As for SDA reactions: I only know what people in my family have said (though I predict that plenty would be scandalized by the book). My father, who is one of my biggest supporters, has, as of this writing, still not read the book – but that’s not saying a lot: he’s more of a Suduku player and internet news reader. My mom read most of the stories beforehand, I think, and will usually offer some sort of vague praise, like, “I just don’t know how you do it,” or, “How do you think this stuff up?!” Which is sort of how my grandmother reacted. Imagine the nicest and sweetest person on the planet, a woman who has never said anything bad about anybody (and who always, always counteracts criticism of someone else with something positive), and who, when she sees a sex scene in a movie, says, “Aw… I was hoping they weren’t going to be naughty!” And then imagine her reading a story collection by her grandson that’s filled with foul language, sex scenes, violence, and all sorts of pathological behaviors. You know what she said? “It’s not exactly my cup of tea, but what an amazing imagination you have!”

Finally (I know this is a long response, but you ask me about this SDA stuff and it really gets me going), my Uncle Don, whom I adore, and who played in a folk band in the 60s (and recently revived that band) that was the equivalent of the Grateful Dead for SDAs, asked me if he’d be able to use my book for devotionals with his church members. It was a joke, of course, and we both laughed, but I couldn’t stop thinking about that. Like, why couldn’t he use the book for devotionals? It was and is a book about people trying to figure out life and how to live it. So I wrote him and told him what I thought and lo and behold, he not only agreed, but said he’d felt bad about making that joke.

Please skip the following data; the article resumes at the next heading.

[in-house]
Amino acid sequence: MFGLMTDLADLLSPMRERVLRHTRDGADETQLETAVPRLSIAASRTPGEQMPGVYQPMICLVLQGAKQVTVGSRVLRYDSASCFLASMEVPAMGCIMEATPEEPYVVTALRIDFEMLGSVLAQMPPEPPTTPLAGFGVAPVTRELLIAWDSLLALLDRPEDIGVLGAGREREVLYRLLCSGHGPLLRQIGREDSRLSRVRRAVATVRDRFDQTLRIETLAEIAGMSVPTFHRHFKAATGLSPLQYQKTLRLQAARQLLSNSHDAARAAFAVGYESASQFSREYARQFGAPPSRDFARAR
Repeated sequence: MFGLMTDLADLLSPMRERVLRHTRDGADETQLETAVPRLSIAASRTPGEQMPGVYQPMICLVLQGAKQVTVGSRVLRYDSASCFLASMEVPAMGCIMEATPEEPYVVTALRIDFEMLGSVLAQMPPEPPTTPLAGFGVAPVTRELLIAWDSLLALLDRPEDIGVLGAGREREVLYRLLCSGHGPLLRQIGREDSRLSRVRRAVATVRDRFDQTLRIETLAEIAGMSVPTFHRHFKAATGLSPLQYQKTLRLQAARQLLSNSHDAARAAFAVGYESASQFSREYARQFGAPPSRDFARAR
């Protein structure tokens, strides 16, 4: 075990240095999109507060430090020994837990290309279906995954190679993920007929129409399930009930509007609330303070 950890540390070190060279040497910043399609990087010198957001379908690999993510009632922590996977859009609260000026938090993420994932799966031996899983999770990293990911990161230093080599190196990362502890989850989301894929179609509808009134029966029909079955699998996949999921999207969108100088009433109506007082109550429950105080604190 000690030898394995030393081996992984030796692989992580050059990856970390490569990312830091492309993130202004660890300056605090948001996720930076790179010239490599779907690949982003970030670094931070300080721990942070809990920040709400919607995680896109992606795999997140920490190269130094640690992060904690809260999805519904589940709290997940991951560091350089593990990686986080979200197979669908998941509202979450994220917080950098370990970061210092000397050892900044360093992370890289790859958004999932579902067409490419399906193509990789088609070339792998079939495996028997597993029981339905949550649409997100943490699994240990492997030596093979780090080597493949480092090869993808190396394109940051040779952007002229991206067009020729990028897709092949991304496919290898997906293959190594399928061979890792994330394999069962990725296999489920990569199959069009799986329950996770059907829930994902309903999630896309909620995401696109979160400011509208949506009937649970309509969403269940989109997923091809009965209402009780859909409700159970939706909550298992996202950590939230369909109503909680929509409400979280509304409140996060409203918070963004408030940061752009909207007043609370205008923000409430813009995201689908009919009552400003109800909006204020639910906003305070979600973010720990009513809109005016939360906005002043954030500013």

NB: You have some amazing settings: a national park, a laboratory researching hemophiliac dogs, an exhibition of preserved and dissected human bodies, and a religious boarding school, to name just a few. Can you talk about your inspiration for these?

MV: Evoking setting and using it to generate various effects in stories is one of my favorite things to do. I don’t travel that much, but (thanks in part to friends & relatives who’ve been spread over the globe, some as missionaries) I’ve had the opportunity to see a lot of the world. Every setting in the book, I think, is a setting that I’ve visited in “real life.” I worked at Yellowstone. I worked at a laboratory researching hemophiliac dogs & pigs. I worked as a field technician in Purdue’s entomology department. I lived in Chapel Hill. I visited Idaho, Atlanta, Carolina Beach. And I attended a religious boarding school in north Georgia. All these settings offered up (at some point) ideas for characters and stories about those characters. Some characters are based on people I encountered in these places (like Mark Scheider, for instance). Others, like the widow in “Second Home,” I came up with on my own. That particular story suggested itself during a visit with my parents and aunt and uncle to a cabin on Lake Sunnapee in New Hampshire. To avoid the older folks, I took a walk through the woods to another lake house, looked around, saw nobody was home, opened the door, and walked inside. I guess that was probably illegal, but I’m glad I did it. I stole a story from that house.

NB: And – is there such a thing as a robotic human baby that records your interactions with it, as depicted in Future Missionaries of America? Or did you come up with this?

MV: I get this question a lot. I WISH I’d come up with it. Maybe I should start saying that I did. At any rate, it’s all real. I asked for information and the company said, “Are you an educator?” and I said yes so they sent me this brochure (which featured a cutaway diagram of one of the babies, which turned out to be really helpful) and a DVD (which I’ve since lost) that talked about how educators could use the babies in the classroom. It was awesome.